\begin{align*} \mathbf x(t) & = e^{(1+2i)t} \mathbf v\\ & = e^{(1+2i)t} \begin{pmatrix} 1 \\ -1 - i \end{pmatrix}\\ & = e^{t} e^{2it} \begin{pmatrix} 1 \\ -1 - i \end{pmatrix}\\ & = e^{t} (\cos 2t + i \sin 2t) \begin{pmatrix} 1 \\ -1 - i\end{pmatrix}\\ & = e^{t} \begin{pmatrix} \cos 2t + i \sin 2t \\ (-1 - i)(\cos 2t + i \sin 2t) \end{pmatrix}\\ & = e^{t} \begin{pmatrix} \cos 2t + i \sin 2t \\ (- \cos 2t + \sin 2t) + i(- \cos 2t - \sin 2t) \end{pmatrix}\\ & = e^{t} \begin{pmatrix} \cos 2t \\ - \cos 2t + \sin 2t \end{pmatrix} + i e^{t} \begin{pmatrix} \sin 2t \\ - \cos 2t - \sin 2t \end{pmatrix} \end{align*}

is a complex solution to our system. Taking the real and imaginary parts of this solution, we obtain the general solution to our system

\begin{equation*} {\mathbf x}(t) = c_1 e^{t} \begin{pmatrix} \cos 2t \\ - \cos 2t + \sin 2t \end{pmatrix} + c_2 e^{t} \begin{pmatrix} \sin 2t \\ - \cos 2t - \sin 2t \end{pmatrix}. \end{equation*}

The nature of the equilibrium solution is determined by the factor \(e^{\alpha t}\) in the solution. If \(\alpha \lt 0\text{,}\) the equilibrium point is a spiral sink. If \(\alpha \gt 0\text{,}\) the equilibrium point is a spiral source. If \(\alpha = 0\text{,}\) the equilibrium point is a center.

Although we have outlined a procedure to find the general solution of \(\mathbf x' = A \mathbf x\) if \(A\) has complex eigenvalues, we have not shown that this method will work in all cases. We will do so in Section 3.6.

Activity 3.4.2. Planar Systems with Complex Eigenvalues.

Consider the system \(d\mathbf x/dt = A \mathbf x\text{,}\) where

\begin{equation*} A = \begin{pmatrix} 7 \amp -4 \\ 10 \amp -5 \end{pmatrix} \end{equation*}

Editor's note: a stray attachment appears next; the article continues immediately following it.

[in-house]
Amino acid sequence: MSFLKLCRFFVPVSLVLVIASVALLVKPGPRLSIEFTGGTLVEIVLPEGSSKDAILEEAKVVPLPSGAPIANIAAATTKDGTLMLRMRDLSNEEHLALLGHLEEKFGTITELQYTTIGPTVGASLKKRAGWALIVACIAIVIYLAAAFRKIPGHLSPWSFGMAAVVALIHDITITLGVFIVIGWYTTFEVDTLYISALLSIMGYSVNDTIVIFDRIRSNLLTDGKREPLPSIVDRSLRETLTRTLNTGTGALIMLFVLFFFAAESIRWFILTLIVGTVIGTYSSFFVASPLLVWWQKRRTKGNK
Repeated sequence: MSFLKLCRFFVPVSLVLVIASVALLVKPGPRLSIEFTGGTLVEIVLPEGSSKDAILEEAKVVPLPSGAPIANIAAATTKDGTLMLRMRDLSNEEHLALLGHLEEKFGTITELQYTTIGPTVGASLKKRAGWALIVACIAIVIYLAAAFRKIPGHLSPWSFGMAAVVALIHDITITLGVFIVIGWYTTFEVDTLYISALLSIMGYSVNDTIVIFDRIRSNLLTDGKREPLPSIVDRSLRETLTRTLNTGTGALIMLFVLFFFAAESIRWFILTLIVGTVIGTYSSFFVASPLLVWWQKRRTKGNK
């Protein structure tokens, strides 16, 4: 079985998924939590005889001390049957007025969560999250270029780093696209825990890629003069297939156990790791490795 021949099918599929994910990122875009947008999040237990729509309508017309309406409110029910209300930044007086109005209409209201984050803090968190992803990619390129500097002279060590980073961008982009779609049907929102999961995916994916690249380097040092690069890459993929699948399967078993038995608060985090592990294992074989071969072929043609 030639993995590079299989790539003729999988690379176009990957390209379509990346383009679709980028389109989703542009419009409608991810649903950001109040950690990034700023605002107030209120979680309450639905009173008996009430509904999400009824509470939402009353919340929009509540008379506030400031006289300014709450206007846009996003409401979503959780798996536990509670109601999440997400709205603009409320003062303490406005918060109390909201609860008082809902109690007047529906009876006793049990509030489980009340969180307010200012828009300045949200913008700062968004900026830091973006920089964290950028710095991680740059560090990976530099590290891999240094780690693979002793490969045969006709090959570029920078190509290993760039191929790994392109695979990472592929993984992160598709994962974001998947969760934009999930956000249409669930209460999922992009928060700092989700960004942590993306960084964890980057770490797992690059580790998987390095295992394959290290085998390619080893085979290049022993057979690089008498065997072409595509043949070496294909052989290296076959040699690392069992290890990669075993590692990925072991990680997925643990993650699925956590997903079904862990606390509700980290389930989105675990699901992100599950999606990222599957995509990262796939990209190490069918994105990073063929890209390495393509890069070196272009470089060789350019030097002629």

(a)

Find the eigenvalues, \(\lambda\) and \(\overline{\lambda}\) of \(A\text{.}\)

(b)

Find eigenvectors, \(\mathbf v\) and \(\overline{\mathbf v}\) for the eigenvalues \(\lambda\) and \(\overline{\lambda}\text{,}\) respectively.

(c)

Find the complex solution to the system \(d\mathbf x/dt = A \mathbf x\text{.}\)

(d)

Find the real solution to the system \(d\mathbf x/dt = A \mathbf x\text{.}\)

(e)

Is the origin a spiral source or a spiral sink? Sketch a solution curve in the \(xy\)-plane.

Subsection 3.4.4 Important Lessons

  • If

    \begin{equation*} A = \begin{pmatrix} \alpha & \beta \\ -\beta & \alpha \end{pmatrix}, \end{equation*}

    then \(A\) has two complex eigenvalues, \(\lambda = \alpha \pm i \beta\text{.}\) The general solution to the system \({\mathbf x}' = A {\mathbf x}\) is

    \begin{equation*} {\mathbf x}(t) = c_1 e^{\alpha t} \begin{pmatrix} \cos \beta t \\ - \sin \beta t \end{pmatrix} + c_2 e^{\alpha t} \begin{pmatrix} \sin \beta t \\ \cos \beta t \end{pmatrix}. \end{equation*}

    If \(\alpha \lt 0\text{,}\) the equilibrium point is a spiral sink. If \(\alpha \gt 0\text{,}\) the equilibrium point is a spiral source.

Reading Questions 3.4.5 Reading Questions

1.

When are two complex numbers equal?

2.

What is Euler's formula?

3.

For a \(2 \times 2\) linear system with complex eigenvalues, what are the three different possibilities for the phase plane of the system?

Exercises 3.4.6 Exercises

Solving Linear Systems with Complex Eigenvalues.

Find the general solution of each of the linear systems in Exercise Group 3.4.6.1–4.

1.
\begin{align*} x' & = 2x + 2y\\ y' & = -4x + 6y \end{align*}
2.
\begin{align*} x' & = 2x - 6y\\ y' & = 2x + y \end{align*}
3.
\begin{align*} x' & = -x - 4y\\ y' & = 3x - 2y \end{align*}
4.
\begin{align*} x' & = 2x - 5y\\ y' & = x - 2y \end{align*}

Solving Initial Value Problems.

Solve each of the following linear systems for the given initial values in Exercise Group 3.4.6.5–8.

5.
\begin{align*} x' & = 2x + 2y\\ y' & = -4x + 6y\\ x(0) & = 2\\ y(0) & = -3 \end{align*}
6.
\begin{align*} x' & = 2x - 6y\\ y' & = 2x + y\\ x(0) & = 2\\ y(0) & = 1 \end{align*}
7.
\begin{align*} x' & = -x - 4y\\ y' & = 3x - 2y\\ x(0) & = 20\\ y(0) & = 20 \end{align*}
8.
\begin{align*} x' & = 2x - 5y\\ y' & = x - 2y\\ x(0) & = 5\\ y(0) & = -5 \end{align*}

9.

Consider the linear system \(d \mathbf x/dt = A \mathbf x\text{,}\) where

\begin{equation*} A = \begin{pmatrix} 3 \amp 2 \\ -3 \amp -1 \end{pmatrix}. \end{equation*}

Suppose the initial conditions for the solution curve are \(x(0) = 1\) and \(y(0) = 1\text{.}\) We can use the following Sage code to plot the phase portrait of this system, including a solution curve.

Use Sage to graph the direction field for the system linear systems \(d\mathbf x/dt = A \mathbf x\) in Exercise Group 3.4.6.5–8. Plot the solution curve for the given initial condition.

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If you are unfamiliar with Euler's formula, try expanding both sides as a power series to check that we do indeed have a correct identity.